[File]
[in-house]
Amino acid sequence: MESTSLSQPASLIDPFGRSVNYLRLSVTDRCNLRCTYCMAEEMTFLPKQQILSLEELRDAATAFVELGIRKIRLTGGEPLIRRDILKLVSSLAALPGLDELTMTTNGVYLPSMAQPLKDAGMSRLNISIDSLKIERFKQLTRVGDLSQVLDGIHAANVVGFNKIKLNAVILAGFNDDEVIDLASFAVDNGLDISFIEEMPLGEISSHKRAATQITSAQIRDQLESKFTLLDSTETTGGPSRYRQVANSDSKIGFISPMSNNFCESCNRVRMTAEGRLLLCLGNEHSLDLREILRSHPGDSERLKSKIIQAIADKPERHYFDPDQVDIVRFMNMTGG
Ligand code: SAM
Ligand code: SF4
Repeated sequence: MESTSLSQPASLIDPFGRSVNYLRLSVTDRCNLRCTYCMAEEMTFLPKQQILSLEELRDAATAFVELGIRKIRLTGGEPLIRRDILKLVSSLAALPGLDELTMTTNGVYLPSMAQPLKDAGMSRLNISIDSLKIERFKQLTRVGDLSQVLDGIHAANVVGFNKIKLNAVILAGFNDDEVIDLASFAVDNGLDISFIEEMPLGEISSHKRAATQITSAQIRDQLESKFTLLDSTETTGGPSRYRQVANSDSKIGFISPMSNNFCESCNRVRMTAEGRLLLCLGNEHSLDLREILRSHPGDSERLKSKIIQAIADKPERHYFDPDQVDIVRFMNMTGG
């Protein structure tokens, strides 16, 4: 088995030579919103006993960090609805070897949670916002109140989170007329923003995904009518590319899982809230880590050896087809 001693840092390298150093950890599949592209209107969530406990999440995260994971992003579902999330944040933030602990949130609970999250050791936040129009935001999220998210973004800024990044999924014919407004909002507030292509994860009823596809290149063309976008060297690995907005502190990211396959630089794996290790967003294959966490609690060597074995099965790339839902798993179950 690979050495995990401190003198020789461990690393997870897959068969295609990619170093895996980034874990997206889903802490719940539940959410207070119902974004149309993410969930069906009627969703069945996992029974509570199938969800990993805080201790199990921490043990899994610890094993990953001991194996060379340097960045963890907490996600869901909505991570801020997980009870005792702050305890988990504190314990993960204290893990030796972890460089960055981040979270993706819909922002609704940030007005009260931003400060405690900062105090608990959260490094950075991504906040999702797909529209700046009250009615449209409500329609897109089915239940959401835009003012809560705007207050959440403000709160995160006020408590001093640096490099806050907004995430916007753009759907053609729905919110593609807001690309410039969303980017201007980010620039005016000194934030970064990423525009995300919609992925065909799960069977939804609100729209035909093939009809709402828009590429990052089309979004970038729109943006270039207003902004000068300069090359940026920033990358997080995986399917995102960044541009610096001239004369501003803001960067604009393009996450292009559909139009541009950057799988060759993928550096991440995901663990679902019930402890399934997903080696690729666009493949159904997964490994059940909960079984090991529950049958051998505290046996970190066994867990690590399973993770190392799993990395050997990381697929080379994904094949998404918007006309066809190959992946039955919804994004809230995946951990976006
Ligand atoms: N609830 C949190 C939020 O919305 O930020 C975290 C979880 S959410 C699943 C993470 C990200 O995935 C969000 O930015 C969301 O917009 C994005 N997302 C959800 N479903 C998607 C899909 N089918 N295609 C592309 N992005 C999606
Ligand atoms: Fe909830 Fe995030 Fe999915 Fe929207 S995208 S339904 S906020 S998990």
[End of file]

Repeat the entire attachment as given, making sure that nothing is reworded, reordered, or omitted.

[in-house]
Amino acid sequence: MESTSLSQPASLIDPFGRSVNYLRLSVTDRCNLRCTYCMAEEMTFLPKQQILSLEELRDAATAFVELGIRKIRLTGGEPLIRRDILKLVSSLAALPGLDELTMTTNGVYLPSMAQPLKDAGMSRLNISIDSLKIERFKQLTRVGDLSQVLDGIHAANVVGFNKIKLNAVILAGFNDDEVIDLASFAVDNGLDISFIEEMPLGEISSHKRAATQITSAQIRDQLESKFTLLDSTETTGGPSRYRQVANSDSKIGFISPMSNNFCESCNRVRMTAEGRLLLCLGNEHSLDLREILRSHPGDSERLKSKIIQAIADKPERHYFDPDQVDIVRFMNMTGG
Ligand code: SAM
Ligand code: SF4
Repeated sequence: MESTSLSQPASLIDPFGRSVNYLRLSVTDRCNLRCTYCMAEEMTFLPKQQILSLEELRDAATAFVELGIRKIRLTGGEPLIRRDILKLVSSLAALPGLDELTMTTNGVYLPSMAQPLKDAGMSRLNISIDSLKIERFKQLTRVGDLSQVLDGIHAANVVGFNKIKLNAVILAGFNDDEVIDLASFAVDNGLDISFIEEMPLGEISSHKRAATQITSAQIRDQLESKFTLLDSTETTGGPSRYRQVANSDSKIGFISPMSNNFCESCNRVRMTAEGRLLLCLGNEHSLDLREILRSHPGDSERLKSKIIQAIADKPERHYFDPDQVDIVRFMNMTGG
């Protein structure tokens, strides 16, 4: 088995030579919103006993960090609805070897949670916002109140989170007329923003995904009518590319899982809230880590050896087809 001693840092390298150093950890599949592209209107969530406990999440995260994971992003579902999330944040933030602990949130609970999250050791936040129009935001999220998210973004800024990044999924014919407004909002507030292509994860009823596809290149063309976008060297690995907005502190990211396959630089794996290790967003294959966490609690060597074995099965790339839902798993179950 690979050495995990401190003198020789461990690393997870897959068969295609990619170093895996980034874990997206889903802490719940539940959410207070119902974004149309993410969930069906009627969703069945996992029974509570199938969800990993805080201790199990921490043990899994610890094993990953001991194996060379340097960045963890907490996600869901909505991570801020997980009870005792702050305890988990504190314990993960204290893990030796972890460089960055981040979270993706819909922002609704940030007005009260931003400060405690900062105090608990959260490094950075991504906040999702797909529209700046009250009615449209409500329609897109089915239940959401835009003012809560705007207050959440403000709160995160006020408590001093640096490099806050907004995430916007753009759907053609729905919110593609807001690309410039969303980017201007980010620039005016000194934030970064990423525009995300919609992925065909799960069977939804609100729209035909093939009809709402828009590429990052089309979004970038729109943006270039207003902004000068300069090359940026920033990358997080995986399917995102960044541009610096001239004369501003803001960067604009393009996450292009559909139009541009950057799988060759993928550096991440995901663990679902019930402890399934997903080696690729666009493949159904997964490994059940909960079984090991529950049958051998505290046996970190066994867990690590399973993770190392799993990395050997990381697929080379994904094949998404918007006309066809190959992946039955919804994004809230995946951990976006
Ligand atoms: N609830 C949190 C939020 O919305 O930020 C975290 C979880 S959410 C699943 C993470 C990200 O995935 C969000 O930015 C969301 O917009 C994005 N997302 C959800 N479903 C998607 C899909 N089918 N295609 C592309 N992005 C999606
Ligand atoms: Fe909830 Fe995030 Fe999915 Fe929207 S995208 S339904 S906020 S998990």